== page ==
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Versions: (draft-nottingham-http2-encryption) 00 01 02 03 04 05 06 07 08 09 10 11 RFC 8164

HTTP Working Group                                         M. Nottingham
Internet-Draft
Intended status: Experimental                                 M. Thomson
Expires: December 17, 2015                                       Mozilla
                                                           June 15, 2015


                    Opportunistic Security for HTTP
                 draft-ietf-httpbis-http2-encryption-02

Abstract

   This document describes how "http" URIs can be accessed using
   Transport Layer Security (TLS) to mitigate pervasive monitoring
   attacks.

Status of This Memo

   This Internet-Draft is submitted in full conformance with the
   provisions of BCP 78 and BCP 79.

   Internet-Drafts are working documents of the Internet Engineering
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   This Internet-Draft will expire on December 17, 2015.

Copyright Notice

   Copyright (c) 2015 IETF Trust and the persons identified as the
   document authors.  All rights reserved.

   This document is subject to BCP 78 and the IETF Trust's Legal
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   described in the Simplified BSD License.




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Table of Contents

   1.  Introduction  . . . . . . . . . . . . . . . . . . . . . . . .   2
     1.1.  Goals and Non-Goals . . . . . . . . . . . . . . . . . . .   3
     1.2.  Notational Conventions  . . . . . . . . . . . . . . . . .   3
   2.  Using HTTP URIs over TLS  . . . . . . . . . . . . . . . . . .   3
   3.  Server Authentication . . . . . . . . . . . . . . . . . . . .   4
   4.  Interaction with "https" URIs . . . . . . . . . . . . . . . .   4
   5.  Requiring Use of TLS  . . . . . . . . . . . . . . . . . . . .   5
     5.1.  The HTTP-TLS Header Field . . . . . . . . . . . . . . . .   5
     5.2.  Operational Considerations  . . . . . . . . . . . . . . .   7
   6.  Security Considerations . . . . . . . . . . . . . . . . . . .   7
     6.1.  Security Indicators . . . . . . . . . . . . . . . . . . .   7
     6.2.  Downgrade Attacks . . . . . . . . . . . . . . . . . . . .   7
     6.3.  Privacy Considerations  . . . . . . . . . . . . . . . . .   8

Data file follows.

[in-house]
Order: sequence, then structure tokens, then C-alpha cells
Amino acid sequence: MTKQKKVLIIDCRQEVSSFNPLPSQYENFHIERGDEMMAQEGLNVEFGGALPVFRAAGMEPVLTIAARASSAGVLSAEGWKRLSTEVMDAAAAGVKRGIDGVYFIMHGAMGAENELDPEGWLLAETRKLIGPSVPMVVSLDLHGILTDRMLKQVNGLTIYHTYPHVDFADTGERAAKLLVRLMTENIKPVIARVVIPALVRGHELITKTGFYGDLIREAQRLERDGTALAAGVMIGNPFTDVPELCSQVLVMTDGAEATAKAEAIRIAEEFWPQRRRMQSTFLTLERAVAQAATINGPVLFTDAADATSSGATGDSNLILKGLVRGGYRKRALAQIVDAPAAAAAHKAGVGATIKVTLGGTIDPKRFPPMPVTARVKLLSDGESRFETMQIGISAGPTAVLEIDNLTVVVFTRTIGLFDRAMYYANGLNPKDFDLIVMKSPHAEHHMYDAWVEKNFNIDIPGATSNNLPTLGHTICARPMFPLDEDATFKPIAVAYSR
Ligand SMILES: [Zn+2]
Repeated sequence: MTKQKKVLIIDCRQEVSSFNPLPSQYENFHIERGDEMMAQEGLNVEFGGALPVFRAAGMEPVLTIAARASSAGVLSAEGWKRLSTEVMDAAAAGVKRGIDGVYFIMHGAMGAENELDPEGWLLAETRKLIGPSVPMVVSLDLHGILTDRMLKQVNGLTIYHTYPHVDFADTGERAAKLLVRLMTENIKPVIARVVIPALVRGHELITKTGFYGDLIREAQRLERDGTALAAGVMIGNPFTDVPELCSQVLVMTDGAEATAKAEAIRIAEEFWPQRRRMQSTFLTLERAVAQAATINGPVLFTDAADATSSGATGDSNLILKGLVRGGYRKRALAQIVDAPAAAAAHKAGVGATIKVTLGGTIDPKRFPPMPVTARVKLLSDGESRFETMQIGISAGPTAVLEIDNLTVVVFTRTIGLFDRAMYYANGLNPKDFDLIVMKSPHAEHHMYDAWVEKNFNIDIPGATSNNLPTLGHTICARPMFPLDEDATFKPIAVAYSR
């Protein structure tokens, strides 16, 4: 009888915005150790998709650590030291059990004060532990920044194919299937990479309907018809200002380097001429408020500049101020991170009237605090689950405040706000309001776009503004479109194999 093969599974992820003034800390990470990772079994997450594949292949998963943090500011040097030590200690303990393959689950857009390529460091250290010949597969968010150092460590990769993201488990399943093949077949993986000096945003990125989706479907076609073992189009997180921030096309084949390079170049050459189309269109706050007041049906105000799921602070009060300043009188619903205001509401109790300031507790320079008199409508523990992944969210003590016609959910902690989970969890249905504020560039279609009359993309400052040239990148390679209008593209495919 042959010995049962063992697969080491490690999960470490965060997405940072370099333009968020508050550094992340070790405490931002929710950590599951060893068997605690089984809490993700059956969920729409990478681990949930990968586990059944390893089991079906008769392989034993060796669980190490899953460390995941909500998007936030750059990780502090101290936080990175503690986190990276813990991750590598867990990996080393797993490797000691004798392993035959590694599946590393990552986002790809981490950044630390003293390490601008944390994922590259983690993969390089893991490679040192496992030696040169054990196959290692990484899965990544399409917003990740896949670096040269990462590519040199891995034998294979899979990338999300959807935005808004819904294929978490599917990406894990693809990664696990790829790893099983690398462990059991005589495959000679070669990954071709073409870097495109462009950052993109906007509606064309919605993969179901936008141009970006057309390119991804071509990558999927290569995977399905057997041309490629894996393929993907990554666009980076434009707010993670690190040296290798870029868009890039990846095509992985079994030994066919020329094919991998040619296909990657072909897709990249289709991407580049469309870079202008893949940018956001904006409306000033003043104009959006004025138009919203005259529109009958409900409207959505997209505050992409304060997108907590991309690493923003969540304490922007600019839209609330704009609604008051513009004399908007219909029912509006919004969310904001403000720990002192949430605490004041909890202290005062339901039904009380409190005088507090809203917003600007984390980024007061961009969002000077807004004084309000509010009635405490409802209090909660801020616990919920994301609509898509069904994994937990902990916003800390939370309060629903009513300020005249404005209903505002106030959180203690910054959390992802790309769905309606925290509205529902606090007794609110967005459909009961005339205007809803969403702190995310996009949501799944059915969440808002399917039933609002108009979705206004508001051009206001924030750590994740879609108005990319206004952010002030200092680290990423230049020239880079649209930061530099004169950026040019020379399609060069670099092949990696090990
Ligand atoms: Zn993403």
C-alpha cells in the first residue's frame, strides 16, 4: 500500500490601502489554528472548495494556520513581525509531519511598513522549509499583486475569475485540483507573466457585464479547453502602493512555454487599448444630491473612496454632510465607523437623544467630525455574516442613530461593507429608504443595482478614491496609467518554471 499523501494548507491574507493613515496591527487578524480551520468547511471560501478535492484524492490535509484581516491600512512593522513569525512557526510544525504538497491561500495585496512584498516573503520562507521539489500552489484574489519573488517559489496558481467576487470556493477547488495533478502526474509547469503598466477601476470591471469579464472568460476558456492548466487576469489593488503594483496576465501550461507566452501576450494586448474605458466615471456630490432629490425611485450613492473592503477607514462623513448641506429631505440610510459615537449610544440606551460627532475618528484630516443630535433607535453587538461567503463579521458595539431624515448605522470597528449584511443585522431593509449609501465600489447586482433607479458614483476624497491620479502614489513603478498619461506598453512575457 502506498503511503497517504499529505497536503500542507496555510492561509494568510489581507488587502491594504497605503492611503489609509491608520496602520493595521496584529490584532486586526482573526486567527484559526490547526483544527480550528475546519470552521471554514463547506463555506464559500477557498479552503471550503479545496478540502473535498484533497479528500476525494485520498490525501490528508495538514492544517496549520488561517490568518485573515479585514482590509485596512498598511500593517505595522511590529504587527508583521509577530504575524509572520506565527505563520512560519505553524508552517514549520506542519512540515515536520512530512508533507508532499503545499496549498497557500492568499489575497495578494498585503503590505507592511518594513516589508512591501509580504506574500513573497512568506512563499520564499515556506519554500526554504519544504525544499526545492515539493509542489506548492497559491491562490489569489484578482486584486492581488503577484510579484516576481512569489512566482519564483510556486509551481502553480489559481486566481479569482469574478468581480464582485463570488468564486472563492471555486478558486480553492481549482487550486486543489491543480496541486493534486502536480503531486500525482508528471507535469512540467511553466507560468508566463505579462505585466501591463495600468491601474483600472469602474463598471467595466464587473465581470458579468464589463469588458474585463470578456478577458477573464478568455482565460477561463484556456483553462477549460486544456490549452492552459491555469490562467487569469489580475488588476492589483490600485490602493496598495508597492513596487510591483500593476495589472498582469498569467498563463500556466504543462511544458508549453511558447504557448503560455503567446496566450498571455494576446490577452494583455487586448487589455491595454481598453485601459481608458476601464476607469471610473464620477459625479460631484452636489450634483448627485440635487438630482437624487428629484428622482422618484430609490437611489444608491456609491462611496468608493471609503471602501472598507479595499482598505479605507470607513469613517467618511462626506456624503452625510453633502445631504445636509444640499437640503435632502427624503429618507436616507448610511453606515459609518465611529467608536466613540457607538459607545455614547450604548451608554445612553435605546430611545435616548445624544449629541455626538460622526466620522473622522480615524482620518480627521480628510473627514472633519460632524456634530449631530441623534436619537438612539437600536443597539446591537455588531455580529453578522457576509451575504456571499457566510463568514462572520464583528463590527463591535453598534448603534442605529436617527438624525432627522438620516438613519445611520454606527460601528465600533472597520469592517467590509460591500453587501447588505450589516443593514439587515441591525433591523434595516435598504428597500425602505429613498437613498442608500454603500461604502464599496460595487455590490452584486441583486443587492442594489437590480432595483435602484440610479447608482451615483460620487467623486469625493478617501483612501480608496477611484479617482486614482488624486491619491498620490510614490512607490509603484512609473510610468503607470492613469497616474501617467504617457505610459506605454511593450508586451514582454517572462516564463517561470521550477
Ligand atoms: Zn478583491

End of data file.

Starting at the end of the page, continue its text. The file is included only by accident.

6.4.  Confusion Regarding Request Scheme  . . . . . . . . . . .   8
   7.  References  . . . . . . . . . . . . . . . . . . . . . . . . .   8
     7.1.  Normative References  . . . . . . . . . . . . . . . . . .   8
     7.2.  Informative References  . . . . . . . . . . . . . . . . .   9
   Appendix A.  Acknowledgements . . . . . . . . . . . . . . . . . .   9
   Authors' Addresses  . . . . . . . . . . . . . . . . . . . . . . .   9

1.  Introduction

   This document describes a use of HTTP Alternative Services
   [I-D.ietf-httpbis-alt-svc] to decouple the URI scheme from the use
   and configuration of underlying encryption, allowing a "http" URI to
   be accessed using TLS [RFC5246] opportunistically.

   Serving "https" URIs require acquiring and configuring a valid
   certificate, which means that some deployments find supporting TLS
   difficult.  This document describes a usage model whereby sites can
   serve "http" URIs over TLS without being required to support strong
   server authentication.

   Opportunistic Security [RFC7435] does not provide the same guarantees
   as using TLS with "https" URIs; it is vulnerable to active attacks,
   and does not change the security context of the connection.
   Normally, users will not be able to tell that it is in use (i.e.,
   there will be no "lock icon").

   By its nature, this technique is vulnerable to active attacks.  A
   mechanism for partially mitigating them is described in Section 5.








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1.1.  Goals and Non-Goals

   The immediate goal is to make the use of HTTP more robust in the face
   of pervasive passive monitoring [RFC7258].

   A secondary goal is to limit the potential for active attacks.  It is
   not intended to offer the same level of protection as afforded to
   "https" URIs, but instead to increase the likelihood that an active
   attack can be detected.

   A final (but significant) goal is to provide for ease of
   implementation, deployment and operation.  This mechanism is expected
   to have a minimal impact upon performance, and a trivial
   administrative effort to configure.